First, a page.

Lazarus- Bowie’s alien anguish

  • Theatre
Lazarus- Bowie’s alien anguish


Thu, 10/11/2016 - 17:05


Sophia Anne Caruso as Girl and Michael C Hall as Newton in Lazarus. Photo: Jan V
Sophia Anne Caruso as Girl and Michael C Hall as Newton in Lazarus. Photo: Jan Versweyveld
10 November, 2016

WHEN David Bowie’s musical opened in New York last November, the audience had no idea how close to death he was.  Although it broke box office records, many people were baffled by it.  With the benefit of hindsight, and the knowledge that Bowie always stayed one step ahead of his audience, it is not such a surprise to find that Lazarus is a serious and challenging work that has more in common with an avant-garde opera than a jukebox musical.

Lazarus is inspired by the book and film The Man Who Fell to Earth, in which Bowie took the lead role of Thomas Newton, the eternally stranded alien. Bowie said of the part, “I just threw my real self into that movie” and perhaps many of Bowie’s own experiences are reflected in this work. Lazarus picks up Newton’s story some years later, when fame and celebrity have caught up with him and he is living a reclusive life, shacked up in a hotel room, drinking cheap gin, eating junk food and wanting to die. He is haunted by the memory of a past love and is awaiting the arrival of another lost soul to set him free.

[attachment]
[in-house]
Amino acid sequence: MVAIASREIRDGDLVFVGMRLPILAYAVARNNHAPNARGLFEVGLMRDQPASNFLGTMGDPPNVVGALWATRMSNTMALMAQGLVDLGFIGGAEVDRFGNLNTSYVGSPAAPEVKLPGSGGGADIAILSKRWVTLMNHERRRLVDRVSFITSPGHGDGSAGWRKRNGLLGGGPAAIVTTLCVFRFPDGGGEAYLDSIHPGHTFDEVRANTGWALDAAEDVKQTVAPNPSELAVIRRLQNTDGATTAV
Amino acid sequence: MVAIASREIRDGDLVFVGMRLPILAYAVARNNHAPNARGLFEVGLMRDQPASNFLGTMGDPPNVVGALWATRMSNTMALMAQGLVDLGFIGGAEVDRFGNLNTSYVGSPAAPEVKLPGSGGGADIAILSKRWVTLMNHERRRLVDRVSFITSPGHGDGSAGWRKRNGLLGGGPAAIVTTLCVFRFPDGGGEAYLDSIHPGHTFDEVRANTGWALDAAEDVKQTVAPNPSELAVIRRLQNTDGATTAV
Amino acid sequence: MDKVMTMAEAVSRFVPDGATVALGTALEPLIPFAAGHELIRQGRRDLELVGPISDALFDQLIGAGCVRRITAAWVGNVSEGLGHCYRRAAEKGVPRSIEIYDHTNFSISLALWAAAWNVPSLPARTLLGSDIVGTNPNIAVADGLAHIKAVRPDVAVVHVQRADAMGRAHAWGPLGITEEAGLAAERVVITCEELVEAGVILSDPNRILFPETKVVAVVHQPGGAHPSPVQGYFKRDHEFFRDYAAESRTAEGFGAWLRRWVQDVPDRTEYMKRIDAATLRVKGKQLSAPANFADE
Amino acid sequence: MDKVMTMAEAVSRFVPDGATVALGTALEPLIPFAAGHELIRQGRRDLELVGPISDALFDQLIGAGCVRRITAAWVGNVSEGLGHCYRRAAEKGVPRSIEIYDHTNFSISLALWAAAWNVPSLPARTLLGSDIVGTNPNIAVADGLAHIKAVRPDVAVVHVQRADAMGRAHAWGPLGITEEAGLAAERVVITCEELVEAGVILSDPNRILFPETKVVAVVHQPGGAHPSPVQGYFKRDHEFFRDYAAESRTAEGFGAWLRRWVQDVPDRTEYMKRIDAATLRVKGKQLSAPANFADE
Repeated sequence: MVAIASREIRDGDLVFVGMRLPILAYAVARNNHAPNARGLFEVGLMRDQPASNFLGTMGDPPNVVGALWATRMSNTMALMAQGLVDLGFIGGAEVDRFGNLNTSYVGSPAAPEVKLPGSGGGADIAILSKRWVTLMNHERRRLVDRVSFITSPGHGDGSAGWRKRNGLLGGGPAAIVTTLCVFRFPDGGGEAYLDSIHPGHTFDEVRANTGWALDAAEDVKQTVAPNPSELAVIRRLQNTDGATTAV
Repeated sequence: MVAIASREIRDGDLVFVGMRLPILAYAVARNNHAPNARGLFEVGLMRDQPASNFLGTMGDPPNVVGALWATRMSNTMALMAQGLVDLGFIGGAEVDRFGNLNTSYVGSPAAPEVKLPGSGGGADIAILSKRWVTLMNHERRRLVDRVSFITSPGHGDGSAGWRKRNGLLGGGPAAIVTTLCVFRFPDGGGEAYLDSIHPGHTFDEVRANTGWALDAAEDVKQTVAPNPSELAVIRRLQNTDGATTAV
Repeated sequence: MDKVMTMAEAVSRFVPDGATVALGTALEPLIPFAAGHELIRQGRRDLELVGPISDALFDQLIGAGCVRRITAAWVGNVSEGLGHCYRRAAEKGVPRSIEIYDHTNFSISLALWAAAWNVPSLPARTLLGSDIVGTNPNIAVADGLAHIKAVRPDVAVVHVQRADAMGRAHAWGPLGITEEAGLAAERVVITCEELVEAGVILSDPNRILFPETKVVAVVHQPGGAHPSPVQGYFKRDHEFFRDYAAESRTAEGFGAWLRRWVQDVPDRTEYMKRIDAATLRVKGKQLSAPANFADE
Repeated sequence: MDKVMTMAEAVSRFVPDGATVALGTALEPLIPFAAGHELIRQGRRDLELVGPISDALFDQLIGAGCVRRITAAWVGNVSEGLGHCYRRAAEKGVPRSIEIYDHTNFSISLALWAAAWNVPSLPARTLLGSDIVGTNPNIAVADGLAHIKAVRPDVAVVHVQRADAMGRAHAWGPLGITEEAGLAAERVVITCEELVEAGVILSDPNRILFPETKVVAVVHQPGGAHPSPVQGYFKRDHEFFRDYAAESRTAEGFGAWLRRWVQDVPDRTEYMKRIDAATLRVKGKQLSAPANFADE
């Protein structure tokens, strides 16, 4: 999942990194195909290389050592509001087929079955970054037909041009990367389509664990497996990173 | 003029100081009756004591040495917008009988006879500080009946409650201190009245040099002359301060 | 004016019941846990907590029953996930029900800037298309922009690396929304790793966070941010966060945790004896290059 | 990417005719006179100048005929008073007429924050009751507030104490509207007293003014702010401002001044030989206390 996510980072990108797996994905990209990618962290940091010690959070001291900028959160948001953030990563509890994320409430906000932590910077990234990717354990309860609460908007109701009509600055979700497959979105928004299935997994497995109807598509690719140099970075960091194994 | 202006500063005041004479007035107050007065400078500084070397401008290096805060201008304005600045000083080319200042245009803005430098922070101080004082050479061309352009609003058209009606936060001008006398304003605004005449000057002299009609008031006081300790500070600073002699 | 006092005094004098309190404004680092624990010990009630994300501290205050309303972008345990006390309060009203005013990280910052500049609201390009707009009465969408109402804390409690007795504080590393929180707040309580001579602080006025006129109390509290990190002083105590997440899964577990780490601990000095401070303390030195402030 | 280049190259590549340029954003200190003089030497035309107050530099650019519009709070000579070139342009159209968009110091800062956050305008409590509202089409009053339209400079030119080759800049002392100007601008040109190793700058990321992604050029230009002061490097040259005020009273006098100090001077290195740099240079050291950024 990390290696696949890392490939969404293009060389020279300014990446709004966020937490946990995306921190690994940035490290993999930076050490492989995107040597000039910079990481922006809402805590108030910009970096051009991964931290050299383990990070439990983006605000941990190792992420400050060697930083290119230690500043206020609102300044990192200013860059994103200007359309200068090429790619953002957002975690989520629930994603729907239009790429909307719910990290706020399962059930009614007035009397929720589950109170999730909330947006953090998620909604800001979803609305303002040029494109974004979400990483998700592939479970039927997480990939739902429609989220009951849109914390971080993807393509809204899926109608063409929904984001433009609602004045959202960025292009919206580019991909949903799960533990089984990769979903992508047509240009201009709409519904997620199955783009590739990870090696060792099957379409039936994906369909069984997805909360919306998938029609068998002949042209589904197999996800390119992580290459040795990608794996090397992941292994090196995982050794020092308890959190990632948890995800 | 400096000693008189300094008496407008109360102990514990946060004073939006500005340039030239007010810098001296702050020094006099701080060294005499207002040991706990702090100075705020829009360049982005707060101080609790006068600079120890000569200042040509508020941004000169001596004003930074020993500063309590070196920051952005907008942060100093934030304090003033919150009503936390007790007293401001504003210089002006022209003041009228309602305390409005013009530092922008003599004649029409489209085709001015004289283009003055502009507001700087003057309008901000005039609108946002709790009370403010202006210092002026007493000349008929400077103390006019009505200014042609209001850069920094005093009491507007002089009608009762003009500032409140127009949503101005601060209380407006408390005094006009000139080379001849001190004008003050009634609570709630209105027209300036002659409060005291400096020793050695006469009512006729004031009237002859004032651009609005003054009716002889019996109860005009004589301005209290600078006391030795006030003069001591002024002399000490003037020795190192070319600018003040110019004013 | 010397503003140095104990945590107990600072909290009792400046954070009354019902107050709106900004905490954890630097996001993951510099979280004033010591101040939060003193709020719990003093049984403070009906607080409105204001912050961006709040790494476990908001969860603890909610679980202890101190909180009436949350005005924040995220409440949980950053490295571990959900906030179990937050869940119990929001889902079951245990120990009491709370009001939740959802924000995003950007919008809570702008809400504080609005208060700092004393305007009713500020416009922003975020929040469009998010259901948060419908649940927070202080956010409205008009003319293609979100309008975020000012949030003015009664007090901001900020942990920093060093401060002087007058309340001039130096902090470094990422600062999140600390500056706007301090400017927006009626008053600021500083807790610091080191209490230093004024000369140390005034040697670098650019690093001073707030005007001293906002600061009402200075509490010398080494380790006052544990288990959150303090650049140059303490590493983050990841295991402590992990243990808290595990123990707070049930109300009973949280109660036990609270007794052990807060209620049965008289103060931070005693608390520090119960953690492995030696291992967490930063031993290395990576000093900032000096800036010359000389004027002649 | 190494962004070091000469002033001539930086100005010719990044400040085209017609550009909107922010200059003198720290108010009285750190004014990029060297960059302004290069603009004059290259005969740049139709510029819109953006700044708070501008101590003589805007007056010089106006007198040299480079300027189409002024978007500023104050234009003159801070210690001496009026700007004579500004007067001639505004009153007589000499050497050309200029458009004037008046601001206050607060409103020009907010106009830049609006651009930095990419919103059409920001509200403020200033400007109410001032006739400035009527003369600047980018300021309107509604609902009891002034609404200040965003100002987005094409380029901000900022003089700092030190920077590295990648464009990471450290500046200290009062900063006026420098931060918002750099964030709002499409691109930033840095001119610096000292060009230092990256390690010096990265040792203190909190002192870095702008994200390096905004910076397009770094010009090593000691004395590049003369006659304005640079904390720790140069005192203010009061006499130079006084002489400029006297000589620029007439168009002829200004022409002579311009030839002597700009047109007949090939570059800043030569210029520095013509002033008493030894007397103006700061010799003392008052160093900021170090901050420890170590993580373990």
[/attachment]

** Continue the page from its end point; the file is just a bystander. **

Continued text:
Scenes from his life, atmospherically realised by scenic and lighting designer Jan Versweyveld, are played out on a giant television screen he obsessively watches.

Newton is played by American actor Michael C Hall (Six Feet Under/Dexter) who brings an otherworldly charisma to the part. He is joined from the New York production by Michael Esper as Valentine and Sophie Anne Caruso as Girl. Co-written with Enda Walsh, the Irish playwright, and sensitively directed by Ivo Van Hove, the stellar cast rise to the challenge of bringing Bowie’s vision to life. 

In all there are 17 of Bowie’s songs in Lazarus, some written specially for it. However, even the back catalogue has been reworked and refashioned most imaginatively, making them fresh and vital to the text.  

As Bowie was constantly re-inventing himself, it seems appropriate that his final offering should be this dark, mysterious cry of pain and anguish. 

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